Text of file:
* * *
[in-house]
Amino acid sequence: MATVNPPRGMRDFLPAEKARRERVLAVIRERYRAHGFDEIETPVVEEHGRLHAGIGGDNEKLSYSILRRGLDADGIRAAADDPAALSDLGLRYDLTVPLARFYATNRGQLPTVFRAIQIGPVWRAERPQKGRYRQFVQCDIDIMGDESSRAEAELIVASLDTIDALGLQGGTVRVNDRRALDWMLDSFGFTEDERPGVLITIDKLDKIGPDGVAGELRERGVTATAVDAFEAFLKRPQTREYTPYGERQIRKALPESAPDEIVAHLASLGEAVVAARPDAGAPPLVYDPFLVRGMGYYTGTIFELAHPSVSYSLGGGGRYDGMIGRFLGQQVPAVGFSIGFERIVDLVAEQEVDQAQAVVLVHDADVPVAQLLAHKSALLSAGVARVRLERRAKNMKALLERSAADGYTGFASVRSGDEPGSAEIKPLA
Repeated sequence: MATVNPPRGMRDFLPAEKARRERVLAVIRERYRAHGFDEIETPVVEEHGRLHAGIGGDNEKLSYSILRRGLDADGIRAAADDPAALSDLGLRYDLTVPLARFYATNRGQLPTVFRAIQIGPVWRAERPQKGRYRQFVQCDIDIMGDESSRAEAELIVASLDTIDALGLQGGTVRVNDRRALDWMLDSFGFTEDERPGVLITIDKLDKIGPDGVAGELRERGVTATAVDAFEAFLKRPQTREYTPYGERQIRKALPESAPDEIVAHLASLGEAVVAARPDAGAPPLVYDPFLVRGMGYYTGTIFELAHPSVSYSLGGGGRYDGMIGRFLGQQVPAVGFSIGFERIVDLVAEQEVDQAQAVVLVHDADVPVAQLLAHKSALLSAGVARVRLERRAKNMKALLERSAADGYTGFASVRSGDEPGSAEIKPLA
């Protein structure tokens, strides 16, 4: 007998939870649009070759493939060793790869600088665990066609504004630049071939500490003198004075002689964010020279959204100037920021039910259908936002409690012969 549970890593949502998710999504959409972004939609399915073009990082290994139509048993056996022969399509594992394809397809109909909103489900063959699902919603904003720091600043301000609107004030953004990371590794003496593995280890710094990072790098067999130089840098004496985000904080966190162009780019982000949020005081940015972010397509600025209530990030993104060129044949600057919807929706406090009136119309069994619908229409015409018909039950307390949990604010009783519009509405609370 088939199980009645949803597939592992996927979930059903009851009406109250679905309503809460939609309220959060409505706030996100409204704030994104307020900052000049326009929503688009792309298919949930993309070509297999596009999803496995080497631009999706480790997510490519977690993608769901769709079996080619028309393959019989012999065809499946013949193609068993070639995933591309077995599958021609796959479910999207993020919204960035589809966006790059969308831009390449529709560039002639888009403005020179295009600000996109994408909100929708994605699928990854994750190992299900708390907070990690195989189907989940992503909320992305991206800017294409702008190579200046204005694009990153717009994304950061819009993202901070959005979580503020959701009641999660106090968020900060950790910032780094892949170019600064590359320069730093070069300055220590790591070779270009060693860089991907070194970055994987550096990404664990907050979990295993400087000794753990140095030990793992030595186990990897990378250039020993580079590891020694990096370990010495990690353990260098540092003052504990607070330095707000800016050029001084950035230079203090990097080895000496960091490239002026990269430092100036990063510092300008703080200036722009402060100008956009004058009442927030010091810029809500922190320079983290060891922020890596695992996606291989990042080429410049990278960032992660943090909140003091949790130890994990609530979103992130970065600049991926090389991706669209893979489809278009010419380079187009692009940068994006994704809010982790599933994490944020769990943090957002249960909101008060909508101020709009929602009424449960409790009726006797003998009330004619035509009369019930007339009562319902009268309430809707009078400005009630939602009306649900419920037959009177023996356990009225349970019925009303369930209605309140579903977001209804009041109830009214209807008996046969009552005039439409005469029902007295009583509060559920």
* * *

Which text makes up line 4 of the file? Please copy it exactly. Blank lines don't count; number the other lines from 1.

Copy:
């Protein structure tokens, strides 16, 4: 007998939870649009070759493939060793790869600088665990066609504004630049071939500490003198004075002689964010020279959204100037920021039910259908936002409690012969 549970890593949502998710999504959409972004939609399915073009990082290994139509048993056996022969399509594992394809397809109909909103489900063959699902919603904003720091600043301000609107004030953004990371590794003496593995280890710094990072790098067999130089840098004496985000904080966190162009780019982000949020005081940015972010397509600025209530990030993104060129044949600057919807929706406090009136119309069994619908229409015409018909039950307390949990604010009783519009509405609370 088939199980009645949803597939592992996927979930059903009851009406109250679905309503809460939609309220959060409505706030996100409204704030994104307020900052000049326009929503688009792309298919949930993309070509297999596009999803496995080497631009999706480790997510490519977690993608769901769709079996080619028309393959019989012999065809499946013949193609068993070639995933591309077995599958021609796959479910999207993020919204960035589809966006790059969308831009390449529709560039002639888009403005020179295009600000996109994408909100929708994605699928990854994750190992299900708390907070990690195989189907989940992503909320992305991206800017294409702008190579200046204005694009990153717009994304950061819009993202901070959005979580503020959701009641999660106090968020900060950790910032780094892949170019600064590359320069730093070069300055220590790591070779270009060693860089991907070194970055994987550096990404664990907050979990295993400087000794753990140095030990793992030595186990990897990378250039020993580079590891020694990096370990010495990690353990260098540092003052504990607070330095707000800016050029001084950035230079203090990097080895000496960091490239002026990269430092100036990063510092300008703080200036722009402060100008956009004058009442927030010091810029809500922190320079983290060891922020890596695992996606291989990042080429410049990278960032992660943090909140003091949790130890994990609530979103992130970065600049991926090389991706669209893979489809278009010419380079187009692009940068994006994704809010982790599933994490944020769990943090957002249960909101008060909508101020709009929602009424449960409790009726006797003998009330004619035509009369019930007339009562319902009268309430809707009078400005009630939602009306649900419920037959009177023996356990009225349970019925009303369930209605309140579903977001209804009041109830009214209807008996046969009552005039439409005469029902007295009583509060559920």